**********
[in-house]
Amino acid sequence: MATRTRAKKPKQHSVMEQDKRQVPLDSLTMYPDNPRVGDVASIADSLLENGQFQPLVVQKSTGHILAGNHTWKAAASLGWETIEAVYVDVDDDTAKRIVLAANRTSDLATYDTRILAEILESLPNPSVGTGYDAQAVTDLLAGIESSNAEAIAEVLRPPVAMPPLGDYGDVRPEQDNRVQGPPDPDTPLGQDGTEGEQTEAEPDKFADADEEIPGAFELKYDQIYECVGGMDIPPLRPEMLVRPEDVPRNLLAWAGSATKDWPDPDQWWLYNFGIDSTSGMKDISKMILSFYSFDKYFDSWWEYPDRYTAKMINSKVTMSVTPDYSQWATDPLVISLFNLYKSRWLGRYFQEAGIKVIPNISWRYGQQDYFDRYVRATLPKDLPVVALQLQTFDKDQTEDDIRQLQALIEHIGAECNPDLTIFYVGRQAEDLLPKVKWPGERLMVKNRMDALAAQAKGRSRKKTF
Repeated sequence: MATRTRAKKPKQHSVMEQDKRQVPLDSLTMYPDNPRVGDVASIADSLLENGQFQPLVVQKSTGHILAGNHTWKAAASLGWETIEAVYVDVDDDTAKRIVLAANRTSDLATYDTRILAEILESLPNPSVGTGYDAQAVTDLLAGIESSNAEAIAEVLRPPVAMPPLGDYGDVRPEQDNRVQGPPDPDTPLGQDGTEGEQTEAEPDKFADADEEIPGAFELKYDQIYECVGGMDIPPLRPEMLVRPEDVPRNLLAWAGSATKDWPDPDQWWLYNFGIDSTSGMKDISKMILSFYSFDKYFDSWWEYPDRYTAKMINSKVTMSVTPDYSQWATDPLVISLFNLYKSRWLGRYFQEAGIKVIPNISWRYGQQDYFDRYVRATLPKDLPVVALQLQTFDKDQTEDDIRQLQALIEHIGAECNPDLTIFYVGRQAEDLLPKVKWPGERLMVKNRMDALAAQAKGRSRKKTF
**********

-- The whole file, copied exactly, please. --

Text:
[in-house]
Amino acid sequence: MATRTRAKKPKQHSVMEQDKRQVPLDSLTMYPDNPRVGDVASIADSLLENGQFQPLVVQKSTGHILAGNHTWKAAASLGWETIEAVYVDVDDDTAKRIVLAANRTSDLATYDTRILAEILESLPNPSVGTGYDAQAVTDLLAGIESSNAEAIAEVLRPPVAMPPLGDYGDVRPEQDNRVQGPPDPDTPLGQDGTEGEQTEAEPDKFADADEEIPGAFELKYDQIYECVGGMDIPPLRPEMLVRPEDVPRNLLAWAGSATKDWPDPDQWWLYNFGIDSTSGMKDISKMILSFYSFDKYFDSWWEYPDRYTAKMINSKVTMSVTPDYSQWATDPLVISLFNLYKSRWLGRYFQEAGIKVIPNISWRYGQQDYFDRYVRATLPKDLPVVALQLQTFDKDQTEDDIRQLQALIEHIGAECNPDLTIFYVGRQAEDLLPKVKWPGERLMVKNRMDALAAQAKGRSRKKTF
Repeated sequence: MATRTRAKKPKQHSVMEQDKRQVPLDSLTMYPDNPRVGDVASIADSLLENGQFQPLVVQKSTGHILAGNHTWKAAASLGWETIEAVYVDVDDDTAKRIVLAANRTSDLATYDTRILAEILESLPNPSVGTGYDAQAVTDLLAGIESSNAEAIAEVLRPPVAMPPLGDYGDVRPEQDNRVQGPPDPDTPLGQDGTEGEQTEAEPDKFADADEEIPGAFELKYDQIYECVGGMDIPPLRPEMLVRPEDVPRNLLAWAGSATKDWPDPDQWWLYNFGIDSTSGMKDISKMILSFYSFDKYFDSWWEYPDRYTAKMINSKVTMSVTPDYSQWATDPLVISLFNLYKSRWLGRYFQEAGIKVIPNISWRYGQQDYFDRYVRATLPKDLPVVALQLQTFDKDQTEDDIRQLQALIEHIGAECNPDLTIFYVGRQAEDLLPKVKWPGERLMVKNRMDALAAQAKGRSRKKTF